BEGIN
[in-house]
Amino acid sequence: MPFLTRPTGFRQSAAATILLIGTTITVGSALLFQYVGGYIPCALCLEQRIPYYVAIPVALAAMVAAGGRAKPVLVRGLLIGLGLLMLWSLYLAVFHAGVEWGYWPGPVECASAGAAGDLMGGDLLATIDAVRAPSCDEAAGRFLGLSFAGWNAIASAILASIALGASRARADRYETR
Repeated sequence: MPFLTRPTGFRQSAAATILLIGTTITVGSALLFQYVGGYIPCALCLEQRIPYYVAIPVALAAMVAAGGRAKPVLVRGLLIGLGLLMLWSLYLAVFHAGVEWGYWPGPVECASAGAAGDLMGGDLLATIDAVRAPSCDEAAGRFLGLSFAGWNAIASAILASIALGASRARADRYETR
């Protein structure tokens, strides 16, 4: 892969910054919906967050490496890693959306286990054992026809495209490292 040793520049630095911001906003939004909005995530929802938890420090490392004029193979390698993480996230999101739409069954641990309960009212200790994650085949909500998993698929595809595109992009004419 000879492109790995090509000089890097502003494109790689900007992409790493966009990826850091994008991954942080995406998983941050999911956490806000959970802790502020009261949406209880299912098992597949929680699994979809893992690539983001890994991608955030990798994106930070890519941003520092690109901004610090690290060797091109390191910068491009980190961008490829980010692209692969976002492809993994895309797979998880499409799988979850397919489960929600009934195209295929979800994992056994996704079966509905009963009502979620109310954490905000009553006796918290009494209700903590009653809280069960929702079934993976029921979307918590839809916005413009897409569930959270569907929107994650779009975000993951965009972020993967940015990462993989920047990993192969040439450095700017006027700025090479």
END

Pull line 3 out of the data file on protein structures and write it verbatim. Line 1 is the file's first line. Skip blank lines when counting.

Repeated sequence: MPFLTRPTGFRQSAAATILLIGTTITVGSALLFQYVGGYIPCALCLEQRIPYYVAIPVALAAMVAAGGRAKPVLVRGLLIGLGLLMLWSLYLAVFHAGVEWGYWPGPVECASAGAAGDLMGGDLLATIDAVRAPSCDEAAGRFLGLSFAGWNAIASAILASIALGASRARADRYETR